Part of the Ram, Expanded series
Summary: Ram took more damage than was shown, and Kevin tries to be a hero, but fails.
Warnings: Character injury/death. Massive tissue requirement. I went through a box just writing this.
A/N: For Expositionfairy, awesome beta and fellow obscurecharacterfeels sorrow vampire.
Kevin returned to awareness feeling like he'd been run over by a truck.
"A'gh, god." An extremely large truck, carrying a full trailer of lead bars. He groaned as he shifted, gingerly testing his extremities before pushing himself up.
Goddamn tanks. He really regretted writing so many of them. Them, and the Recognizers; not for the first time, Kevin regretted ever using the company computers to write his video games. If he hadn't, the MCP never would've gotten its slimy claws on his designs.
The path they had been traversing with their lightcycles had been blown to so many chunks of unrecognizable, impassable rubble. Of the cycles themselves, there was no sign; Kevin supposed they'd been derezzed or deactivated, like they had when he'd released the bar after their earlier harrowing escape. The User winced as he climbed to his feet, turning in a circle to get the layout of the land.
He froze when he spotted one of his companions, lying motionless among the debris.
"Ram!" He scrambled over, heaving pixilated stones off the program's inert body. "Ram!" The actuary conscript didn't look so good. There was a darkened pallor to his cheeks, and the circuits that had burned bright blue with the power at the spring earlier now shone dimly, flickering like a light bulb on a bad line.
The roar of an approaching tank shook Kevin from his examination. This wasn't the time or place to do triage. Wincing as his own pummelled muscles protested, he hooked his arms under Ram's and began to drag the unconscious program towards the shelter of the shadows. Squeezing both himself and his injured friend into a narrow crag, Flynn waited and watched, barely daring to breathe as the tank rolled menacingly past the scene of the crash, treads crushing chunks of landscape into gravel. The sight made the human shudder with mild horror; if he'd been a minute later to wake up, that could've been him and Ram.
The minutes ticked by agonizingly slow before the patrols moved on their way. Kevin released a long-held sigh of relief and glanced down at the program in his arms.
"Hang in there, Ram," he muttered. It worried him greatly that the program had yet to wake up, or reboot, or whatever it was that comatose programs needed to regain consciousness after being struck cold by cannon fire. He risked a glance out of their hidey-hole. No patrols, but it didn't mean they were free and clear. He needed to get them both somewhere safer. Decision made, he hefted Ram into a fireman's carry across his shoulders and set off.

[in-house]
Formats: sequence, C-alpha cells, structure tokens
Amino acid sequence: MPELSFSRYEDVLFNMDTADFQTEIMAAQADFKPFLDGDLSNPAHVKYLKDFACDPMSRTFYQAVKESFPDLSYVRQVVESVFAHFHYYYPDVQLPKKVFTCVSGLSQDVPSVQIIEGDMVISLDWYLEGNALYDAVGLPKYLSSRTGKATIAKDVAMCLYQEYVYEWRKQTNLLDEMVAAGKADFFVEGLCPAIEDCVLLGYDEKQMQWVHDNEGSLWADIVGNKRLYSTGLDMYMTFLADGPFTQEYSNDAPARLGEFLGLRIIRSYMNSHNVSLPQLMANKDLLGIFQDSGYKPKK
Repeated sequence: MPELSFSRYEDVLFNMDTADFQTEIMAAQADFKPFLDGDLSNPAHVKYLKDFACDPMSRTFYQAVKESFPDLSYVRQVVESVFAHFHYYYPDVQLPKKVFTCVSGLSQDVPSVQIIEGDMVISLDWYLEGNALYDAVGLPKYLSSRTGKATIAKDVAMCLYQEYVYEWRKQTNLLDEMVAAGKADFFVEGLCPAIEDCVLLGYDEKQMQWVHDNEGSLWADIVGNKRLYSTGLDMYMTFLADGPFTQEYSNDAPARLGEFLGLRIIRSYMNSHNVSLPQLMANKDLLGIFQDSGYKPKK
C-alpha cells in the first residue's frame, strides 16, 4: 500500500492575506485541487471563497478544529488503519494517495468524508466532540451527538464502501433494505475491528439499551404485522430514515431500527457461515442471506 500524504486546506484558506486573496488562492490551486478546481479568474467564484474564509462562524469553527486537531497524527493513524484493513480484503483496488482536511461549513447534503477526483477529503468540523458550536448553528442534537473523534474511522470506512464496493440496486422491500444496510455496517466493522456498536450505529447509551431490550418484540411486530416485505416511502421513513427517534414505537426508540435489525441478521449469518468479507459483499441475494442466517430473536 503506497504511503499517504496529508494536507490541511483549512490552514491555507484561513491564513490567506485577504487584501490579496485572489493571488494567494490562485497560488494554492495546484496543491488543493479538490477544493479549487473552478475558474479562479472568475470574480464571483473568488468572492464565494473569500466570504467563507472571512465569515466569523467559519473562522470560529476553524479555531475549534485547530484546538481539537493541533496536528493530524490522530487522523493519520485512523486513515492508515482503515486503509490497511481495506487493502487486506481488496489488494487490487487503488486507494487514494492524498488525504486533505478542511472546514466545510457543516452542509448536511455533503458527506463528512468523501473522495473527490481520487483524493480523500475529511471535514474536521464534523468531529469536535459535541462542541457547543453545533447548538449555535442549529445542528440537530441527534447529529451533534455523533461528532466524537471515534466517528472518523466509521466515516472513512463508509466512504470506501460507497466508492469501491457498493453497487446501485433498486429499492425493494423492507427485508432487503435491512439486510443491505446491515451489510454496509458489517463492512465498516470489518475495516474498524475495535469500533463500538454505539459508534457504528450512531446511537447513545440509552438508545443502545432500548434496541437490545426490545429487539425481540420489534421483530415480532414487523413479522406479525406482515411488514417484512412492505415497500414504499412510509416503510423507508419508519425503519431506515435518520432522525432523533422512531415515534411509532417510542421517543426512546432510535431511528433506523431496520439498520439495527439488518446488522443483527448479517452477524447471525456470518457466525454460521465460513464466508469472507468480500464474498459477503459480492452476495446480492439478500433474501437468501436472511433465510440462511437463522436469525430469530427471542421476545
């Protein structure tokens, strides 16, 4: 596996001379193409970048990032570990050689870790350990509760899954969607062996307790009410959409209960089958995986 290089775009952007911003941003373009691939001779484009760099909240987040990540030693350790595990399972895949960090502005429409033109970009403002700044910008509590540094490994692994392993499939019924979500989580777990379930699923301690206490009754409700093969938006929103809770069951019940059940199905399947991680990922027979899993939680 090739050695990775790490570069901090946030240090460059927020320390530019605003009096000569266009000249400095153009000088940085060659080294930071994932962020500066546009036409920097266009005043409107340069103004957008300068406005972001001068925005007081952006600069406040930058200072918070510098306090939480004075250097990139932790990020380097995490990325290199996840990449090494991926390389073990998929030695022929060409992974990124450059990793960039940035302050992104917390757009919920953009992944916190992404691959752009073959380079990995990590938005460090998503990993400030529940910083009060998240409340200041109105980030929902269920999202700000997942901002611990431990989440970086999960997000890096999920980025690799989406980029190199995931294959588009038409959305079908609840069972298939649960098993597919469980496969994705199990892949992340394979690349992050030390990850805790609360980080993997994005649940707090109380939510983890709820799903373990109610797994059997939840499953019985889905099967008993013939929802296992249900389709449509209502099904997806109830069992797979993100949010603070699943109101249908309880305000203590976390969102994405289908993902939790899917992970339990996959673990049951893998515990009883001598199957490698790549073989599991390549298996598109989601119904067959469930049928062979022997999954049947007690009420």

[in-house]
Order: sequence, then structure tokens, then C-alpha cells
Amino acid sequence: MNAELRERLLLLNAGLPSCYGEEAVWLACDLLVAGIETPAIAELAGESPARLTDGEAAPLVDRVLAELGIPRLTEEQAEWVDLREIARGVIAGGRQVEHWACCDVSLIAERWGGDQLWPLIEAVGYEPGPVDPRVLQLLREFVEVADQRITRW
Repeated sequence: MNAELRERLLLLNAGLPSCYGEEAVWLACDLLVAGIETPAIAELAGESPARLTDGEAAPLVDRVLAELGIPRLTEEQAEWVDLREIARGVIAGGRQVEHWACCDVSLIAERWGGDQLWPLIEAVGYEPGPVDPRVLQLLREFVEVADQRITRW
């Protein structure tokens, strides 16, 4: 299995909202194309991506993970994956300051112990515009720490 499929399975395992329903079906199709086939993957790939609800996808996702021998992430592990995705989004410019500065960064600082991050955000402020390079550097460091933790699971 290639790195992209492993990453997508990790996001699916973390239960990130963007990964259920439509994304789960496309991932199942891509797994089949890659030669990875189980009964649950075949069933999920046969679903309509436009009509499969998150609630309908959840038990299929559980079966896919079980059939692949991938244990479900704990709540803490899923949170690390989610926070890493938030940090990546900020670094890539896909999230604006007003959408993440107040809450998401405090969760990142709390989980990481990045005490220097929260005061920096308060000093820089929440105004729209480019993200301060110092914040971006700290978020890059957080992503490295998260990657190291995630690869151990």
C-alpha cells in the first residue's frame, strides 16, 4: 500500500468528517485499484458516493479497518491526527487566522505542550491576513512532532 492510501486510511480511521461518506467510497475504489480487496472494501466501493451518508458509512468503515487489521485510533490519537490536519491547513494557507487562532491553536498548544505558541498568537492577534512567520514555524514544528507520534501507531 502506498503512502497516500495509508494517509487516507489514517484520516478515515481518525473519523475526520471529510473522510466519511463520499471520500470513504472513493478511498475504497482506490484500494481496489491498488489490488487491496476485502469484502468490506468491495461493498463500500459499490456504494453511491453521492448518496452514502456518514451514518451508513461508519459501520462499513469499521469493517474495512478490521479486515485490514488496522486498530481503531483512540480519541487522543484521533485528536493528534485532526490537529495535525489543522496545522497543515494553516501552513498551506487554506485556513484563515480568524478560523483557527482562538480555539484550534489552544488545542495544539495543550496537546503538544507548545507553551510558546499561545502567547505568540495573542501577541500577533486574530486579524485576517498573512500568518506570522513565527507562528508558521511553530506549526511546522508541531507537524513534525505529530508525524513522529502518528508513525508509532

'Safer' turned out to be a bunker of sorts, or at least something resembling a bunker, surrounded and half-buried in more rubble. Kevin perked up as he spotted it, stumbling slightly as he picked his way over the rocks. A low groan in his ear alerted him to Ram's slow return to consciousness.
"Just a bit further, Ram, just finding a place to rest," the User said, uncertain if his passenger was alert enough to hear him or not, and he climbed awkwardly up over the lip of the bunker's open wall. Inside, it seemed more like the flight deck off of some sci-fi star ship. Kevin slung Ram off his shoulders and carefully positioned him to rest on the sloped floor, collapsing beside him to catch his breath.
Ram gave a quiet moan; head shifting back and forth as he fought his way back to consciousness, and circuit-blue eyes flickered open. Kevin beamed down at him in relief.
"Hey, man, welcome back to the land of the living; I was worried for a second."
The corner of the program's mouth twitched in a small smile, then turned into a grimace. "What hit us?"
"Tank," Kevin growled. "Cannon fire caught the cliff, sent it crashing down on us. No idea where our lightcycles went."
Ram opened his eyes, bright with anxiety. "Tron?"
Kevin felt his heart sink. "Also no idea. He was ahead of us; he might've escaped the rock fall. I didn't see him or his bike when I woke up." Ram didn't look enthused by this response, and tried to sit up, looking as though he were about to insist they go find their missing counterpart. He didn't get far, barely an inch before he let out a strangled gasp and collapsed back, clutching his ribs. Did programs have ribs?
"Whoa, man, take it easy. I'm sure Tron's alright." Kevin laid a hand on the program's shoulder. "You, on the other hand, look like crap."
"What's…crap?" the actuary panted, looking puzzled as he caught his breath. The human blinked, then laughed sheepishly.
"Ah, it means you look like something fished out of a bit recycler. Can you do a self-diagnostic or something?"
Do a self-diagnosis. Sure, Ram could do that. He grimaced again as he let his eyes rest on the ceiling of the – Users, was this a Recognizer? He stared for a moment, glancing around.